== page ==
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2001 Solera Armagnac

Gascogne, France
21 Years
The barrel hasn't been emptied since 2001 ― each year around 10% of the liquid is drawn and the barrel is topped off with 3-year-old Armagnac.

Leberon Armagnac Solera 2001 is produced using the solera method, meaning that they have a perpetual reserve barrel of 5,500 liters that they keep topping off ever since they adopted the technique in 2001. Each year, 500 liters are extracted and 3-year-old Armagnac is added to the same barrel.

The Producer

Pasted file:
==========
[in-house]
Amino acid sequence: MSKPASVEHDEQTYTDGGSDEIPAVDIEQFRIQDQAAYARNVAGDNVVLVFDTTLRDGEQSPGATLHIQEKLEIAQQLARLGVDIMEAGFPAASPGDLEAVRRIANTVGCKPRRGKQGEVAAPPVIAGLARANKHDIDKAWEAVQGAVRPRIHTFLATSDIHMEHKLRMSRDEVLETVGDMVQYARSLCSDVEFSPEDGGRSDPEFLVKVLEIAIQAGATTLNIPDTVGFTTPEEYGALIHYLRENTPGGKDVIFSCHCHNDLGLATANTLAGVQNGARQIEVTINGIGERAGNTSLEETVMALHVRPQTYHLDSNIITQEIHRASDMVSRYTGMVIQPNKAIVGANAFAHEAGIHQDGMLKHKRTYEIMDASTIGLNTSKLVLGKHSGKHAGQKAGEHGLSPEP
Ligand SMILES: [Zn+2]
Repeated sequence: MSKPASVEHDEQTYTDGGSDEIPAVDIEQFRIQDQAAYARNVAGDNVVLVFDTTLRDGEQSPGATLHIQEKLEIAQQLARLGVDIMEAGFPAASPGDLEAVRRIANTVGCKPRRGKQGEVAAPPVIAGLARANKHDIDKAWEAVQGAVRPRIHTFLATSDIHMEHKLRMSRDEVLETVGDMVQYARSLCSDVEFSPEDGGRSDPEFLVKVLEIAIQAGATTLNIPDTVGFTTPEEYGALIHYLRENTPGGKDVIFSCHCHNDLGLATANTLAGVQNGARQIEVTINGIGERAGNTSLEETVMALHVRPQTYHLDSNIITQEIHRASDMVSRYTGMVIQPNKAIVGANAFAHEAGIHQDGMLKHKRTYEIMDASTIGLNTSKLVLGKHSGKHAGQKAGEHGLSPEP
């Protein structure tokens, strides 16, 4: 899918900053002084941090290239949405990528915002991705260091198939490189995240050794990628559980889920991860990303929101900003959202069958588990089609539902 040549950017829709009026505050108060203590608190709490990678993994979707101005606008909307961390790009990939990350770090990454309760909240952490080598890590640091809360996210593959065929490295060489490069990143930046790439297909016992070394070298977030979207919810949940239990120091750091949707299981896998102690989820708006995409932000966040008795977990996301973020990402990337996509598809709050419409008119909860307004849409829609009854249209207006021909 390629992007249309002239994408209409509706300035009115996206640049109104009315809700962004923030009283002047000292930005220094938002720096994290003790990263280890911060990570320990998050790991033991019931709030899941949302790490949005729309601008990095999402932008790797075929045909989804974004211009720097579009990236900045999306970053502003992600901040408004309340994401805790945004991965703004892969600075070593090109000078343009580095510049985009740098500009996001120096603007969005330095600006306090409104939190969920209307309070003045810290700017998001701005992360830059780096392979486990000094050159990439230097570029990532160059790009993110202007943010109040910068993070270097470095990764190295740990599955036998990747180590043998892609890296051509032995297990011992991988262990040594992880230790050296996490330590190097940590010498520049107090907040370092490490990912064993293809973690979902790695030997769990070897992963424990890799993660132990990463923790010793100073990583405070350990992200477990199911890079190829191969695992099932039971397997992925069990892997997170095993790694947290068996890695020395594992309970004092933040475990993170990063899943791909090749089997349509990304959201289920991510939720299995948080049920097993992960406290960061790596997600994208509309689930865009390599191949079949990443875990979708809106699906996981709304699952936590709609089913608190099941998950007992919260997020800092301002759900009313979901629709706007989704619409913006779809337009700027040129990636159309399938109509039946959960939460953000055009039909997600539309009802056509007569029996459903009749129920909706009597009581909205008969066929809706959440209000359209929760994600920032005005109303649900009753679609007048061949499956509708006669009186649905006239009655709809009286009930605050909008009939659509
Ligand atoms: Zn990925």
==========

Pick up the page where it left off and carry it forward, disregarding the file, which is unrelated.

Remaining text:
Chateau de Léberon, a 12-hectare estate in the Ténarèze appellation of Armagnac, was purchased in 1939 by Osmin Rozès. His grandson Jean is currently running the estate with his daughters Sophie and Caroline who are reinvigorating the estate, applying organic and biodynamic practices in the vineyard. Vin Muté is when brandy is added to unfermented grape juice to prevent it from fermenting on its own. Classic examples include Pineau des Charentes, Macvin du Jura, and Floc de Gascogne. Léberon has been making a fortified wine in a solera system since 1987. They have a 4,000-liter foudre that holds the fortified juice. Each year, they draw up to 15 to 20% from the foudre and bottle it. It is then refreshed with the current harvest’s yield to continue the solera. They say that the old wine “educates” the younger wine. The resultant wine is unfiltered and left to rest on its lees in the foudre. It is bottled, unfiltered, at its cask strength of 18% abv and is a great complement to cheese, paté, and desserts.

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